I FAILED my test. I have NO friends. I don’t know ANYTHING. NO ONE cares. I’ll NEVER get it. I’m ALWAYS wrong. I’m a bad student.
I ACED my test. I’m friends with EVERYBODY. I ALWAYS just know. I LOVE [fill in the blank].
These statements above are examples of what we call black and white thinking. The definition?
Black or white thinking: a mentality where an individual tends to categorize everything into one of two categories.
A lot of us tend to do this. So no, you’re not mentally ill or need therapy just because you think this way. Sometimes when we are feeling strong emotions, it feels better to express them this way.
However thinking this way too often, especially when you’re talking to yourself, can be harmful to your mental health.
If every time you get a grade of an 89 percent or show up at work one minute late a few times makes you a lazy, terrible and irresponsible failure, can you imagine what your overall perspective of yourself would be?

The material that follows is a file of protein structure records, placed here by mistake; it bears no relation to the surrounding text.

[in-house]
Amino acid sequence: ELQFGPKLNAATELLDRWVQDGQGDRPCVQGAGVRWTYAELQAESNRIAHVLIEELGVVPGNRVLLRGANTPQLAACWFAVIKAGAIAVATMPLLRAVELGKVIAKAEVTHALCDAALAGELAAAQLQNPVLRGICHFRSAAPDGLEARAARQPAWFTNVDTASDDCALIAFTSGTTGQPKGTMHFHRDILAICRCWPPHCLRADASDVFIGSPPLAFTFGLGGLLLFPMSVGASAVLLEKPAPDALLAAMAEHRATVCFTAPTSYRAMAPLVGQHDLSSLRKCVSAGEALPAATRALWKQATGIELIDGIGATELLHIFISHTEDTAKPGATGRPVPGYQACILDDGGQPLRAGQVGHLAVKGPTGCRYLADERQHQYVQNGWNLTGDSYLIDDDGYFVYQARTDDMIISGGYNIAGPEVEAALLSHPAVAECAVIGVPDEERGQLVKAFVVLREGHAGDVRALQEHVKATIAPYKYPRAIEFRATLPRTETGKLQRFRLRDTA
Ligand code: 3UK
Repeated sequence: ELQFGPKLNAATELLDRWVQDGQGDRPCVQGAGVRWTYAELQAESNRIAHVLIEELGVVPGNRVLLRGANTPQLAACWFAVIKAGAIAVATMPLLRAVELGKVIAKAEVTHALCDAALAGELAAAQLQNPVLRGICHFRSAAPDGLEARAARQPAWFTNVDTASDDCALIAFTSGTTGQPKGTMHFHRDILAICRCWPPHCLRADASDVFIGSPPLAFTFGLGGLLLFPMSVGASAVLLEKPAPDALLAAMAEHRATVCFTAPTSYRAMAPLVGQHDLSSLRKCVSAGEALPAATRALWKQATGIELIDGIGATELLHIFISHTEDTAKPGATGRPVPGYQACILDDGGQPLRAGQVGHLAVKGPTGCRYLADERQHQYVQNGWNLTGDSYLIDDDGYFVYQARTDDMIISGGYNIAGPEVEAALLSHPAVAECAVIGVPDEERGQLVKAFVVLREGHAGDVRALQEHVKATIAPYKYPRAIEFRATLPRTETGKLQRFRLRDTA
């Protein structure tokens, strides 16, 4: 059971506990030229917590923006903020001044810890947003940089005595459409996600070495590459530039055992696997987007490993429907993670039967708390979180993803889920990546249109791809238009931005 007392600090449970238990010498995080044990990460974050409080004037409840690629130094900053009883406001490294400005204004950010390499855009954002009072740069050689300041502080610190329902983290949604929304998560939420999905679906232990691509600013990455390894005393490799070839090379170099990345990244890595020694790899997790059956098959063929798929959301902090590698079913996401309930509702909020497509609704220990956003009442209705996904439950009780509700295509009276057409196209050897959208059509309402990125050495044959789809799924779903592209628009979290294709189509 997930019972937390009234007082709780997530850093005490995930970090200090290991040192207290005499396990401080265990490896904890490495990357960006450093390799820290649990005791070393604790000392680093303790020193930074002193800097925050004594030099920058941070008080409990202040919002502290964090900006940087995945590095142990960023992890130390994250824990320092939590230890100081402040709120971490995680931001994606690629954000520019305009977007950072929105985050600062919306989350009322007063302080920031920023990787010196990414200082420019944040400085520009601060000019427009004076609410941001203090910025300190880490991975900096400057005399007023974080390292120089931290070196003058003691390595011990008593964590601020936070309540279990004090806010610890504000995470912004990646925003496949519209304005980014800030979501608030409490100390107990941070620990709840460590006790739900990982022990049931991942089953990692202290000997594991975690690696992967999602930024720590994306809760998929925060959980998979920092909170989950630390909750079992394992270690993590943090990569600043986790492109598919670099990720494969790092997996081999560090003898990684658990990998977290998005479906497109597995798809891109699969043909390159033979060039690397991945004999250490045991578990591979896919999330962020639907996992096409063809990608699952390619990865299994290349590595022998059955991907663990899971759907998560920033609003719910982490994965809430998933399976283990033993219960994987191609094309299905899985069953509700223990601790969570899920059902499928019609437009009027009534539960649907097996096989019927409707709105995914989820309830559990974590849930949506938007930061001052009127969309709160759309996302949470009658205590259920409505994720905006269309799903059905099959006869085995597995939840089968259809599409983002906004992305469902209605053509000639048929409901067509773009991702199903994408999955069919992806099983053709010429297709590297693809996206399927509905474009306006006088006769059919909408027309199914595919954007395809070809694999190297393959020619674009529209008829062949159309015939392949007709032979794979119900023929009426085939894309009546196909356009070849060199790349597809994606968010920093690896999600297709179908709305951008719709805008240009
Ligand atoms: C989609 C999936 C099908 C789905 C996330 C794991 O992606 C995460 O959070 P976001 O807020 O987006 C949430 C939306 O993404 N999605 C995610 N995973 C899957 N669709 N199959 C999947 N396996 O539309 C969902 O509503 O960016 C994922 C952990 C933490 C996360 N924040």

You’d think you’re a failure who is never good enough when really, you could be getting nearly straight As and getting to work promptly 95% of the time.
So, what do we do about this?
Its a simple thought-by-thought challenge.
Are you catching yourself telling yourself you’re bad or a failure again?
- Recognize it. Because often times, we do it without thinking.
- Think objectively. Are you really what you said you are? Would your best friend or someone who really cares about you agree? Or are you just being super hard on yourself again…
- Preach the truth and move on.
Changing the way you think takes time because you’re literally reconstructing the way your brain neurons are connecting. So as you work at this, please be gentle with yourself. It’s okay to mess up. Just keep at it 🙂